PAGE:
Another installment of Building Beyeler Hollow – – so we’ve covered all the planning that goes into leading up to building your own home. It’s crazy how months and months of decisions and life planning can be wrapped up in a just a couple of blog posts! To see all the posts in the series, you can follow along at the Building Beyeler Hollow list.
Today we’re talking all about gaining access to our land. The 20 acres that we purchased was land-locked, so we had to get a legal easement through the property in front of ours to gain access to a road. Luckily it is easement through my parents’ land so that wasn’t any trouble 😉
So we have an easement, which means we can put an accesspoint, aka driveway, on their land. I think I’ve mentioned, our house site is 1/4 mile off of the road – that makes for one long driveway! This is probably a good time to talk about the hidden costs of building on acreage. Building on land, back from the road, really adds cost to your build. The price you pay for living in the country. You have to put in a driveway, run water and electricity all the way back, etc etc etc – – I’d say in general you can take a subdivision house price, add the cost of the land (remember, we went with 20 acres) and then add a bunch more for country living costs, like getting access to your build site if it’s back off the road, bringing back water and electricity, putting in septic systems, etc. But I love our site – it’s super secluded and awesome.
Back to the driveway – sometimes we refer to it as a road, since it’s quite the driveway. We were able to put it in before we started construction. It needs to be the first thing in so all the equipment for house building can get back to the build site. I guess there is a lot of grading and what not that goes into it – I just thought we’d throw some gravel down. But you want the drive to drain properly and the soil to be packed down, and we needed a couple of large culverts added to some low spots, so we hired out the main parts of driveway construction.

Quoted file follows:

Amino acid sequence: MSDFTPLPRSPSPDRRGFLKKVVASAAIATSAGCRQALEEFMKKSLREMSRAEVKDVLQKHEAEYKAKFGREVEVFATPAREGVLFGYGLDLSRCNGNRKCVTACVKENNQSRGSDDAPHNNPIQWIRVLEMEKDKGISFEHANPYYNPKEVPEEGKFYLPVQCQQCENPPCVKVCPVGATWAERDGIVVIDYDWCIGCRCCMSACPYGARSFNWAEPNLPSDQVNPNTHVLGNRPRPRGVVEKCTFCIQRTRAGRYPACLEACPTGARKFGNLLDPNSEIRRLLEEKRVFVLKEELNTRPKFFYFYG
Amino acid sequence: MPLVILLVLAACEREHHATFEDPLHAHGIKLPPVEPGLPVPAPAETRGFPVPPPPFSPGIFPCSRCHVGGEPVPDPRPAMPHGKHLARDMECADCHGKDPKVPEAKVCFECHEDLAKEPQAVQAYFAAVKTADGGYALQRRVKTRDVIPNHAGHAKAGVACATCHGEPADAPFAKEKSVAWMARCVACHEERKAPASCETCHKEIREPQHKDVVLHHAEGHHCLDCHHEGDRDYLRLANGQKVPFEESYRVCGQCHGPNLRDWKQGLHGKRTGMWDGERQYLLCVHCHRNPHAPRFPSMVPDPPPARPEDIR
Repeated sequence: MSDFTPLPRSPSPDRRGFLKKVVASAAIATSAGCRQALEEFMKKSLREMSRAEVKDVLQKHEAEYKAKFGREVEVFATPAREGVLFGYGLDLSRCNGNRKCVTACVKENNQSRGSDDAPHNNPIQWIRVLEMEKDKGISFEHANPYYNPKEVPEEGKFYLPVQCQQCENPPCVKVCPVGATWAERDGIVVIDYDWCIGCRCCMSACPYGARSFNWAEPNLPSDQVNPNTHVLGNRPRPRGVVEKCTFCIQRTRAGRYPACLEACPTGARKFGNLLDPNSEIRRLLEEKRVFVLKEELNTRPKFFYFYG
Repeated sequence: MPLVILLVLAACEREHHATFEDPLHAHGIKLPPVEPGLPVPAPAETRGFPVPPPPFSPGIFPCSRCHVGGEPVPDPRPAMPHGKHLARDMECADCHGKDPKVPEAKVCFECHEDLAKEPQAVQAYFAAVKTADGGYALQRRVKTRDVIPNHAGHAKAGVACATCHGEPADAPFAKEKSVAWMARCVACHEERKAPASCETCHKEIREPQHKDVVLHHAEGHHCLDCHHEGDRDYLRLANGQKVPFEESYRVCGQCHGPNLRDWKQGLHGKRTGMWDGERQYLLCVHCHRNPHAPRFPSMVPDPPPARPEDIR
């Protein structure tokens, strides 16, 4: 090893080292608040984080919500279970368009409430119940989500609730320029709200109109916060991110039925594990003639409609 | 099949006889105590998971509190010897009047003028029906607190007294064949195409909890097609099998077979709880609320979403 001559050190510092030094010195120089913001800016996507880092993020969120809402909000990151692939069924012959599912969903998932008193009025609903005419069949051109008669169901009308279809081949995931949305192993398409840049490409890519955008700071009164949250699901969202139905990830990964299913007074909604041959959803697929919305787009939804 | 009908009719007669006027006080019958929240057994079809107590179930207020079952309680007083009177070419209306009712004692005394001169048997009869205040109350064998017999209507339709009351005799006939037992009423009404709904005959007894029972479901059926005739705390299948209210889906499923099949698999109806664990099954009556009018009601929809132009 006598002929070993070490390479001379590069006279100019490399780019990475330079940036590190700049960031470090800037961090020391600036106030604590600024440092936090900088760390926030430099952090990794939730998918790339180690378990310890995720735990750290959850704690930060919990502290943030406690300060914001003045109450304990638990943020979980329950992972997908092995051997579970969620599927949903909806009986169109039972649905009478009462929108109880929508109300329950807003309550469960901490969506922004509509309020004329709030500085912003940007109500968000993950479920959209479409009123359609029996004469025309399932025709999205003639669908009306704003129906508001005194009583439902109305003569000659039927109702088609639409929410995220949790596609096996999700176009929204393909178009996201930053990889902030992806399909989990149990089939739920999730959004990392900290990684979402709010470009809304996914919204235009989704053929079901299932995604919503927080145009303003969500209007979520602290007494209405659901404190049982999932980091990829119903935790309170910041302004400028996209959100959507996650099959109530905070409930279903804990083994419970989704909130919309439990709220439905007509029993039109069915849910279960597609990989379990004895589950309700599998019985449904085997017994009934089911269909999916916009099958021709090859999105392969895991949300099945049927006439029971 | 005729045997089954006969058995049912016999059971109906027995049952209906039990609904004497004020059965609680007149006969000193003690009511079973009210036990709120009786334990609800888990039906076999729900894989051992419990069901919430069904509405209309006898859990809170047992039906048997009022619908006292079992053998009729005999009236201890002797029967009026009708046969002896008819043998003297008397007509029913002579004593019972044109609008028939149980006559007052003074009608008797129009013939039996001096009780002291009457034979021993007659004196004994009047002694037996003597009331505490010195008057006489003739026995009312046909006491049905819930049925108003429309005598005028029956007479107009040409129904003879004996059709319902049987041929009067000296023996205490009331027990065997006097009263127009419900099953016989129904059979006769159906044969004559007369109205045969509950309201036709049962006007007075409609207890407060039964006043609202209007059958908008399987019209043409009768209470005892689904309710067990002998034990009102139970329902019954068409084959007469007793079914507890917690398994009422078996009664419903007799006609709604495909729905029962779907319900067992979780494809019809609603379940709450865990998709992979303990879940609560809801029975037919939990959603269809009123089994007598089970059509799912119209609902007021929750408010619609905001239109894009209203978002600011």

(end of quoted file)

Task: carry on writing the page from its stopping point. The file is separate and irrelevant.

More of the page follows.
First they dug in the dirt for days and days.
The kids obviously loved it:
Trevor did a lot of research on driveway construction and decided the best method was to use ground paper, kind of like you might put under a flower garden. The paper helps keep the gravel from settling into the ground too much and getting lost. It was an upgrade from most gravel drives, but we’re hoping it will pay off to have it, in having less gravel lost over the years.
We installed the ground paper (technically geotextile fabric) ourselves to cut cost a little. It was a good project to tackle as a whole family, because the kids could help roll out and tack down the paper. And there wasn’t too much danger involved in the project. The thing I love most about building our home is involving the kids along the way. (I’m not sure it’s what they love most!)
We got about half the paper down before they came out to pour gravel and we worked on installing the rest of the paper while they placed and spread gravel on the first half.
Seeing the driveway put in was awesome – it meant that things were actually starting – it’s getting real!!
One day maybe we’ll be able to put down blacktop, cause no one loves gravel. But wowza, 1/4 mile long meant gravel itself was pricey, I can’t image blacktop cost (well, I can, and it’s high!)
Just a heads up, Trevor has been blogging the more technical parts of building, so if you’re interested in more detailed info about installing a gravel driveway, you can check out these separate posts: Day 1, then Day 2, then Day 3, and Day 4, and finally Day 5 – they are all posts about the driveway.